2.     Some of the cast didn't quite have big enough voices for the roles (while a couple who did were wasted in second-tier roles).

3.      The  farewell to Claude scene was insanely drawn out and dull.

4.      Ditto the most lengthy and self-indulgent curtain call I've ever had to applaud through.

CONCLUSION:  This particular show will never be my personal cup of hash tea.  But this production still has much to recommend it, and, as I've said elsewhere, if you like this sort of thing, then this is the sort of thing you will like.

* Drag Acts - We started the year with Matt Chardon O'Dea's impressive falsetto in Chicago, then the touring Men In Pink Tights, followed by the two Ednas - Everage, in the Barry Humphries' putative Farewell Tour, and Max Gambale's Mrs Turnblad in Hairspray.  Now a double feature in Hair with Ben Kindon reprising Gambale's Marge Simpson voice as Claude's mother, and Greg Sollis quite outstanding as Margaret Mead.  And still to come are the all-male Pirates of Penzance and Les Ballets Trockadero.

- Naked people - Everyman's Pool (no water), off-Broadway cult sensation Naked Boys Singing (I had a ticket in the middle of D row, and then they cancelled the Friday night show, boo!), Act 1 of Hair, and Ladies' Night in a couple of weeks. 

- Flutes on stage: Hair,  Cats,  The Venetian Twins, and two very different productions of The Magic Flute (AO and COW).  And there should by rights have been a couple in Iolanthe, except Q Players used the updated libretto, sans Arcadian shepherds etc.

 ** Cheap joke, but you were all thinking it.


  1. I suppose this is where I put my "why I currently haven't booked to see Hair and may not be doing so" self-justification...

    Basically, it comes down to ... I've seen the show before (saw the last Broadway revival) and, while I do like some of the songs ("Frank Mills", in particular, is a song that melts my brick-like-solid heart), it has the same problem as Cats - it's more a revue than a story, meaning there isn't a lot of plot and a lot of rambling around. And on a limited budget, with the cheapest tickets being $39, plus me having several other commitments for the next few weeks...

    Well, I'm sure they'll play packed houses anyway and will get along fine without me. The joy of a voluntary blog is that, occsionally, I get to volunteer out.

  2. I don't think any justification is required. It's not like you're claiming to be the only objective view in Canberra, or that people "need" to hear your voice. Like me, you love theatre, and like to share what you see. Neither of us are claiming to see everything or offer the only genuine perspective out there. I won't be seeing "Back to the Eighties", for example, and I'm still not sure whether to review "Widowbird".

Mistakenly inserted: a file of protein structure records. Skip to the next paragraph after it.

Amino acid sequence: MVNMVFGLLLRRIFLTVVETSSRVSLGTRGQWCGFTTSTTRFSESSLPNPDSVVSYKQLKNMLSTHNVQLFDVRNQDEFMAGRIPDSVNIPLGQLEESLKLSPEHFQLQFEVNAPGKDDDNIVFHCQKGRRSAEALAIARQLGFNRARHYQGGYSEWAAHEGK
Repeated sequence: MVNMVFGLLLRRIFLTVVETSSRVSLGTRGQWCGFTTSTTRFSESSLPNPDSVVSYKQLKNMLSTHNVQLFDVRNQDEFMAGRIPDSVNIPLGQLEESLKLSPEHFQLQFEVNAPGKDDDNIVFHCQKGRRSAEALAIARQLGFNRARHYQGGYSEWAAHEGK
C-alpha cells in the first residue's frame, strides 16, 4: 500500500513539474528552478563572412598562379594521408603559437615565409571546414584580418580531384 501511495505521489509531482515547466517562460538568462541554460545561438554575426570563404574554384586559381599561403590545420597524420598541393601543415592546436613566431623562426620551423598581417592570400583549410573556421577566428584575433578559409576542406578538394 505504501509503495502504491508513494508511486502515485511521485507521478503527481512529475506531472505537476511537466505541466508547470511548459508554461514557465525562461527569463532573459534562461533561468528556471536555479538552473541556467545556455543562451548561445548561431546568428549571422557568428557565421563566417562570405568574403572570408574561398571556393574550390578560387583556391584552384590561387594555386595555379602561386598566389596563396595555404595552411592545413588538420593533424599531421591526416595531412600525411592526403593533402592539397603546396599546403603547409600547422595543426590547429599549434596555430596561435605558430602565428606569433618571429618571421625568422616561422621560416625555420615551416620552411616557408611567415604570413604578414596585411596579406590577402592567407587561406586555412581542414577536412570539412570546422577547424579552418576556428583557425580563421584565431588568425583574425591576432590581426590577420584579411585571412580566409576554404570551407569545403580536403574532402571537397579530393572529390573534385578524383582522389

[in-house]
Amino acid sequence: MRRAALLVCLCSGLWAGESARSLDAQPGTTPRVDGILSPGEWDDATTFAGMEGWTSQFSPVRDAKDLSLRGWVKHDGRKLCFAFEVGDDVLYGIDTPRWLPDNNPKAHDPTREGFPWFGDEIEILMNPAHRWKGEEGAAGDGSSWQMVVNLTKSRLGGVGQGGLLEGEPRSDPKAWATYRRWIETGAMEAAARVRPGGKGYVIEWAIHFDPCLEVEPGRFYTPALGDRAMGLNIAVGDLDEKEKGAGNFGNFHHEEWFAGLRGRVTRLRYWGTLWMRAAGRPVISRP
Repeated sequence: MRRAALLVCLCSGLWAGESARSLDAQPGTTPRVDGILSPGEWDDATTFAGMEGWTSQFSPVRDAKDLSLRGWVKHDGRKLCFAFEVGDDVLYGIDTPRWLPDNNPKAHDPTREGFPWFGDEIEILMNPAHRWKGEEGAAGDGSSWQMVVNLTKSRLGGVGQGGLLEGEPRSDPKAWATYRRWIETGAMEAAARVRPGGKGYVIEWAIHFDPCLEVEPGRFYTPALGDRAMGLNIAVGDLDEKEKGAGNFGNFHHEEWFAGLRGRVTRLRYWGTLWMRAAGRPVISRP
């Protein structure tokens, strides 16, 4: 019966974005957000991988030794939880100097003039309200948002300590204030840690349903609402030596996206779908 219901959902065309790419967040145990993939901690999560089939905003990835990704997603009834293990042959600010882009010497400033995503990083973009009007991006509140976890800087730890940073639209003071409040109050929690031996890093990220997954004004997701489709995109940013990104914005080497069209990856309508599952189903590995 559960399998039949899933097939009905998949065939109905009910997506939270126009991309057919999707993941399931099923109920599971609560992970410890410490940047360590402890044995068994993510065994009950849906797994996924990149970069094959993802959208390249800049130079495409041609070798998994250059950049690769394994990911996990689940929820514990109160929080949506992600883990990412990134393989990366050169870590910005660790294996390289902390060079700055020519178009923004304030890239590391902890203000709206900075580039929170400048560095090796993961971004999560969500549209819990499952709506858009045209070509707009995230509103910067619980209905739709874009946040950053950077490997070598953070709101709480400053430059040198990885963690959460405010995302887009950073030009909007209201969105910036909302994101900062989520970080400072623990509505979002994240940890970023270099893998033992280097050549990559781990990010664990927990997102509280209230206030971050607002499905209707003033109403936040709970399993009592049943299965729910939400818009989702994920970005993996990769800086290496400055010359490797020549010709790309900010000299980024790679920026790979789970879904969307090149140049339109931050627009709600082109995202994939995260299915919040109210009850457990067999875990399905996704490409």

I get to a lot of stuff, but I can think of probably thirty things I've missed this year that I'd have liked to see. There are only so many nights (and matinees) per week, and only so many dollars in a salary. Hence the label "Dilettante", and a caution against over-promising.

    1. Dilettante, if you do so choose to review Widowbird, I would be very thankful.

      As a member of the cast, I can tell you that your postponement of a review was greatly appreciated. Speaking only for myself, I would enjoy reading your perspective on the show. Personally, I acknowledge that this was my first experience with expressionism or even fringe theatre for that matter, so I would be grateful for any constructive criticism. I do not herald myself as a perfect or incredibly experienced actor; any qualms you had with the show would not upset me but I would use your opinion to further develop my process. The staging of Widowbird was part of the greater development of Emma Gibson's script so audience reception is welcomed. Thanks!

    2. Thanks Joanna. (I think you are an quite exceptional actor, BTW). I've made several attempts to finish a review of Widowbird; I'm thinking perhaps the way forward to is to try to review the production independently of the script (which has far more erudite and experienced minds than mine working =on it). It's still difficult, though, as it's sometimes hard to know what was in the script and what was a directorial choice - in the same way that it's hard to know what was a directorial decision or an actor's. I'll give it a burl, as you've ask so nicely, but it may take me a few days to work through all my drafts!

  3. LMAO @ "nobody was thinking that"! Too funny and true!

  4. What, no love for the lighting?

    1. You're right, the lighting deserved some praise, especially the care taken for the nude scene.

      Not a lot of love for the set, though.


Meh, things got out of hand. That didn't take long. So now you'll need to register to comment. As before, only defamatory or obscene posts will be moderated; you can disagree with me as much as you like. Thanks for participating in the conversation!